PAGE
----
Apparently grief runs its course after 10 years: The traditional reading of the names on the anniversary of 9/11 might see some changes after this year. Mayor Bloomberg announced on his radio show yesterday that after this year's ceremony, the 9/11 Memorial Foundation (which he heads) intends to discuss with 9/11 survivors, families and first responders the prospect of discontinuing the reading of every victim's name on future anniversaries. This comes on the heels of news that the Tribute in Light will be going dark after this year if there are not enough donations to support it, as well as news of the first time someone has ever tried to use the ceremony for political gain.

"Some people have said we should go on forever," said the mayor. "Some people have said change is good. The subject's come up a couple of times. I think we've said the foundation board will talk about this... We'll talk to a lot of the family members and talk to a lot of the existing first responders and see what people think. You'll never have unanimity. There will always be dissension. The papers will make a big deal of it. You look at the stuff. It's a quiet news day, cycle, in New York right now so people are trying to make a big deal." Hmm, maybe—or maybe there's dissension because it's because it's one of the most memorable parts of the ceremony for victims' families and friends, many of whom don't even have remains of their loved ones. First responder James O'Connell said to the Post, "How do you honor and memorialize someone if you forget their name?"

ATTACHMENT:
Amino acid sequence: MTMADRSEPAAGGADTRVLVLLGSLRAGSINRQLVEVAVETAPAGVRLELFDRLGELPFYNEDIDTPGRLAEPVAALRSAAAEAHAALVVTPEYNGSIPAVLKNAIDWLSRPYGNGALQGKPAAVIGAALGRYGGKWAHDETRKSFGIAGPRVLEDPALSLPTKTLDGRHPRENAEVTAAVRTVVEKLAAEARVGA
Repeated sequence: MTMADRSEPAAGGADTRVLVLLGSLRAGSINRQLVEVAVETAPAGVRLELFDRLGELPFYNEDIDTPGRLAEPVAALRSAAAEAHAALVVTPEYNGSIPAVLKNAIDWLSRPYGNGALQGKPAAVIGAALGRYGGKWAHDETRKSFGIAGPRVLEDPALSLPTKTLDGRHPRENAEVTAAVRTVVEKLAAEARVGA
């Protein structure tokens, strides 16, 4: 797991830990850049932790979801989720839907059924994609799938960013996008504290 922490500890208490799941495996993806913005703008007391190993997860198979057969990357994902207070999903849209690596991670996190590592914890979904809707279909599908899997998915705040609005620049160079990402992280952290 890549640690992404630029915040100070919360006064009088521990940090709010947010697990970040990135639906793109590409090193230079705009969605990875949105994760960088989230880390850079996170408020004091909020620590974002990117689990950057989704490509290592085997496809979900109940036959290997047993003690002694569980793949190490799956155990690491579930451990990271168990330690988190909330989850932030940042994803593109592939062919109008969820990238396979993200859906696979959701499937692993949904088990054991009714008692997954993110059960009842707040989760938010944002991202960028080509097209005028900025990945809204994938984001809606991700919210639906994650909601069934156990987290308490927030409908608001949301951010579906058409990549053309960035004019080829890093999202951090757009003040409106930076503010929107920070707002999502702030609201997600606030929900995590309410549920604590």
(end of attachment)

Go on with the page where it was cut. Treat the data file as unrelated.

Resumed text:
At least the tangible memorial will open this year, at least to those with strong bladders, deep pockets and Abrahamic religious convictions. Got all that? Never forget!